Sunday, October 23, 2011

Bible in Pictures for Little Eyes

I've reviewed Kenneth Taylor's terrific Bible memory books already; now, let's look at his The Bible in Pictures for Little Eyes. Again, he has a real gift for communicating on a very young child's level. This story Bible has been around awhile. The volume pictured on the left is the one my husband and I each grew up reading (and the one we now have to read to our children). The one on the right has updated illustrations.

This story Bible has quite a few Bible stories in it; it doesn't skip over the gruesome stories or gloss over events such as the sacrifice of Isaac or the Passover. Instead, Taylor communicates the essence of the story in a way young children can understand. After each short story (about 2 paragraphs), there are some simple comprehension questions for children about the story.

It's worth pointing out that this Bible does have pictures of Jesus (obviously--the front of the newest version shows Christ). If that is not troublesome for you, then I highly recommend checking this one out!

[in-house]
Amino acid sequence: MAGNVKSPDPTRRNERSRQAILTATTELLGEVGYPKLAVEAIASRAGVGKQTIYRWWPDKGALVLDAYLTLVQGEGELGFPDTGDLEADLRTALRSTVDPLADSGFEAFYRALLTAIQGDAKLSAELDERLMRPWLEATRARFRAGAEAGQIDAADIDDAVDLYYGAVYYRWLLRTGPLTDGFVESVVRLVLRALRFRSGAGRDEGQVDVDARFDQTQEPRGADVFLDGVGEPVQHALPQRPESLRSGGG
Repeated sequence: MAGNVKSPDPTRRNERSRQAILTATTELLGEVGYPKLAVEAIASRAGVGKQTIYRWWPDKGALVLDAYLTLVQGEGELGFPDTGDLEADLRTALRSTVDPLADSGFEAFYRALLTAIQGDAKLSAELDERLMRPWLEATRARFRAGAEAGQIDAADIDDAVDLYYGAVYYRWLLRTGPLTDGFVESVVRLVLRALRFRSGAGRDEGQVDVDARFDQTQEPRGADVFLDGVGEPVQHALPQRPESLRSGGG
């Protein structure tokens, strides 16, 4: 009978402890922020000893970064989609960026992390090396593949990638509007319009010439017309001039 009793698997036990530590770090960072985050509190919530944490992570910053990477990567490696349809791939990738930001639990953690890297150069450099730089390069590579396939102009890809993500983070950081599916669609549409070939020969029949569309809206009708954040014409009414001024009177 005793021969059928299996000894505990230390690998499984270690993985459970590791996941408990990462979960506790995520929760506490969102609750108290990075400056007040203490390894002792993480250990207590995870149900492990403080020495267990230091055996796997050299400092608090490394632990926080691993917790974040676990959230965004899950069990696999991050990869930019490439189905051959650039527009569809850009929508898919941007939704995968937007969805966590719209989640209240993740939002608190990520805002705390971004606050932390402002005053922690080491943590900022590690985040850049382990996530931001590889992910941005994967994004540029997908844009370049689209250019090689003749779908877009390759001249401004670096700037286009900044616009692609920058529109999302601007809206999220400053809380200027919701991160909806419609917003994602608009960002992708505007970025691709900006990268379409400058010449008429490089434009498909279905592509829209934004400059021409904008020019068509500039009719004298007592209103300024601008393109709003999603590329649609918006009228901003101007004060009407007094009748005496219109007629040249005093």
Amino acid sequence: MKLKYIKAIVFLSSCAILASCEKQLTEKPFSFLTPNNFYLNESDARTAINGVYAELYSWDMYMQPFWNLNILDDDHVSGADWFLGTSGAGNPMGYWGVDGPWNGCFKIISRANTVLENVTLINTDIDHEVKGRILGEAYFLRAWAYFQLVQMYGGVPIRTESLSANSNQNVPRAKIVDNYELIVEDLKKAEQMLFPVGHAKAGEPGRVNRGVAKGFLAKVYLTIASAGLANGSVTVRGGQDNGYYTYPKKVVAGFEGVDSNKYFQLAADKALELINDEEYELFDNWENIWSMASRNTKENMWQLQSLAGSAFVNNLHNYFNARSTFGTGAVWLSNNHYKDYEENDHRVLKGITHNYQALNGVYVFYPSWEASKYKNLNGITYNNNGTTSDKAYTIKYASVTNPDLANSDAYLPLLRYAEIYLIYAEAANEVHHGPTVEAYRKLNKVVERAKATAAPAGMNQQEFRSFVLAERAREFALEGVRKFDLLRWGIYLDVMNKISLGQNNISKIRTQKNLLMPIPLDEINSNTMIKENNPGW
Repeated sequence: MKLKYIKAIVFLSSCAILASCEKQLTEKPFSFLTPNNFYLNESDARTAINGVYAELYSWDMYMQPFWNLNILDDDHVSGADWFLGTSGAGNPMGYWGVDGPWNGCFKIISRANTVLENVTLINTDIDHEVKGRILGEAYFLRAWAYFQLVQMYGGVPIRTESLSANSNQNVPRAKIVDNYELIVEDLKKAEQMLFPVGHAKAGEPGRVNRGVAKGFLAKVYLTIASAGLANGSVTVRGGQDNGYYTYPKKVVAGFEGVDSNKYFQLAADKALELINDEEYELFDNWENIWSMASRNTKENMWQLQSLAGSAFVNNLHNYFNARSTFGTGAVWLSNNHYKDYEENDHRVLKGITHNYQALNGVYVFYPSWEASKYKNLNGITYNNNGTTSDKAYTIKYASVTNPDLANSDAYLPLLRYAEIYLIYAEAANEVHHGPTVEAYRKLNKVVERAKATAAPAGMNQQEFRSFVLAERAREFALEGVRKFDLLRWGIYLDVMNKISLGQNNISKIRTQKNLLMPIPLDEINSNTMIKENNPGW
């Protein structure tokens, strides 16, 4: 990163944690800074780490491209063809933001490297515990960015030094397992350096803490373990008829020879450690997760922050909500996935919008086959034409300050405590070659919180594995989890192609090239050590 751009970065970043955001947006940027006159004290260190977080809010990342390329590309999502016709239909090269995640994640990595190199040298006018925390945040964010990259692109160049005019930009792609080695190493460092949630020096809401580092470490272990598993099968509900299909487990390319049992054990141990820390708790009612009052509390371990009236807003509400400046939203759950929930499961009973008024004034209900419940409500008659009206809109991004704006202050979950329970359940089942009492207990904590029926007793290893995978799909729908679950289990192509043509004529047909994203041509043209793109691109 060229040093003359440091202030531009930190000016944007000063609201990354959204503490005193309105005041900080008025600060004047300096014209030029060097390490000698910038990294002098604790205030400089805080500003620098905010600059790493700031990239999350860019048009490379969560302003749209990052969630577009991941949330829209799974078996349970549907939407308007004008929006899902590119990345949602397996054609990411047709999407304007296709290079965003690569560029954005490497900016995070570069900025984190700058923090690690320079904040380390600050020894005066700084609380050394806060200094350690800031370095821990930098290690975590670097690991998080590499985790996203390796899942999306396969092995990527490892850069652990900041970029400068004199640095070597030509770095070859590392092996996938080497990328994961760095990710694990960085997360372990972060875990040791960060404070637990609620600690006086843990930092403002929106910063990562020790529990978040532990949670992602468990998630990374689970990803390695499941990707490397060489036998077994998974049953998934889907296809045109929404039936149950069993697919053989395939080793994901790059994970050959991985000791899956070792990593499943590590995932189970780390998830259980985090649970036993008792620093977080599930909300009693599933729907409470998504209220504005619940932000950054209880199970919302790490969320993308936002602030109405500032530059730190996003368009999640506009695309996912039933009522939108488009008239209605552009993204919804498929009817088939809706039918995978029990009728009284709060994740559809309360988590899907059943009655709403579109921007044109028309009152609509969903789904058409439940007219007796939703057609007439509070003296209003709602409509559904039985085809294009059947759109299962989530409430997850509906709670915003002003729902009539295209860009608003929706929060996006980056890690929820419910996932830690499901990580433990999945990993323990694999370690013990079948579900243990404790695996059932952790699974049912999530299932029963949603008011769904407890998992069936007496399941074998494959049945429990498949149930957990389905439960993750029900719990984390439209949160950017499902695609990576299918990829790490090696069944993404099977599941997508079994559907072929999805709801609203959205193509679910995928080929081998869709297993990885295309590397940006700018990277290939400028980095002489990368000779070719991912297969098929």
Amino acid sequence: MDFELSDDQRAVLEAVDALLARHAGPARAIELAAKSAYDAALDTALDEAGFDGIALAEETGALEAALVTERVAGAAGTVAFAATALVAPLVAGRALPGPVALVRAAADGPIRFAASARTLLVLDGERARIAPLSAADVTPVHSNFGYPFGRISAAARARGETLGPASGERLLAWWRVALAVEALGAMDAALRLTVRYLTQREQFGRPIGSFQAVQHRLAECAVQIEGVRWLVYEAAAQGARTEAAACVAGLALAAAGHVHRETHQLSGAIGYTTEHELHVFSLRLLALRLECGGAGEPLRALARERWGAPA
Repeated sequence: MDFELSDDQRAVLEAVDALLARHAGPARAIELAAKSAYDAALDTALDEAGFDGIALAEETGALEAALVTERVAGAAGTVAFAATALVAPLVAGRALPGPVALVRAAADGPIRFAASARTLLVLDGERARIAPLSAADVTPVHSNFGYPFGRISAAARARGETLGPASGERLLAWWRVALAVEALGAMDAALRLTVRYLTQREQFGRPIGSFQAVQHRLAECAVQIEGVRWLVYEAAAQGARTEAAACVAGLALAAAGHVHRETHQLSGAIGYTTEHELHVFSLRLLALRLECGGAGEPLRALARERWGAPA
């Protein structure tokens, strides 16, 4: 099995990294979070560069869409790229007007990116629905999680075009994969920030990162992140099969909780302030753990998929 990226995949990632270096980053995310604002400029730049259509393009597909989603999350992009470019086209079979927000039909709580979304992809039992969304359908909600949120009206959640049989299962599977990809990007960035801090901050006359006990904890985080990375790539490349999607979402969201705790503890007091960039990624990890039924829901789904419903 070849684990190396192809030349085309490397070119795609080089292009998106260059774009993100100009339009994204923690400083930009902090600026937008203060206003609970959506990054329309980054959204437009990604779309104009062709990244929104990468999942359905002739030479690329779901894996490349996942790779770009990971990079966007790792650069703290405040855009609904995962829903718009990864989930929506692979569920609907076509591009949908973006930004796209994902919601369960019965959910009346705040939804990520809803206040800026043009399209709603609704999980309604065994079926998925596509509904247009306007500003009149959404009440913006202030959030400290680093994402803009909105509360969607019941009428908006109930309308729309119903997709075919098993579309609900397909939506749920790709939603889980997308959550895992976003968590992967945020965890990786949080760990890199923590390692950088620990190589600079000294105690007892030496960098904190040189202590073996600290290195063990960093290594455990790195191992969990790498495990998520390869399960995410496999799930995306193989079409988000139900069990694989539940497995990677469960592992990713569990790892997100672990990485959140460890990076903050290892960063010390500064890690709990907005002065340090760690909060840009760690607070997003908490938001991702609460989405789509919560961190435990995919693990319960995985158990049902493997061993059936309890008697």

1. That isn't a picture of Jesus on the older version of the book, it's a picture of Moses.

    Shouldn't need an atheist from Google to point that out!

  2. We had a comment about my mistake regarding the picture(s) of Jesus on the two covers pictured here (corrected now). I must have been thinking of a different story Bible when I said that the covers both pictured Christ. Obviously (as our commenter pointed out), the earlier one is depicting Moses! So sorry for the mistake--sometimes I juggle several covers and posts at once. Thanks for the tip to correct that oversight.

    On another note, a friend pointed out that some of the stories in this story Bible can sound legalistic without a parent's thoughtful discussion. I believe that is true, but I also believe this Bible is geared for the very young--sometimes it's hard to communicate everything about a story in a paragraph. Still, it's worth pointing out that Samson lost his strength because he disobeyed by cutting his hair, not simply that he lost his strength by cutting his hair (if that were true, we'd all be weaklings when we went to the beauty parlor!). As always, read with discernment! (especially our fallible posts :-) )


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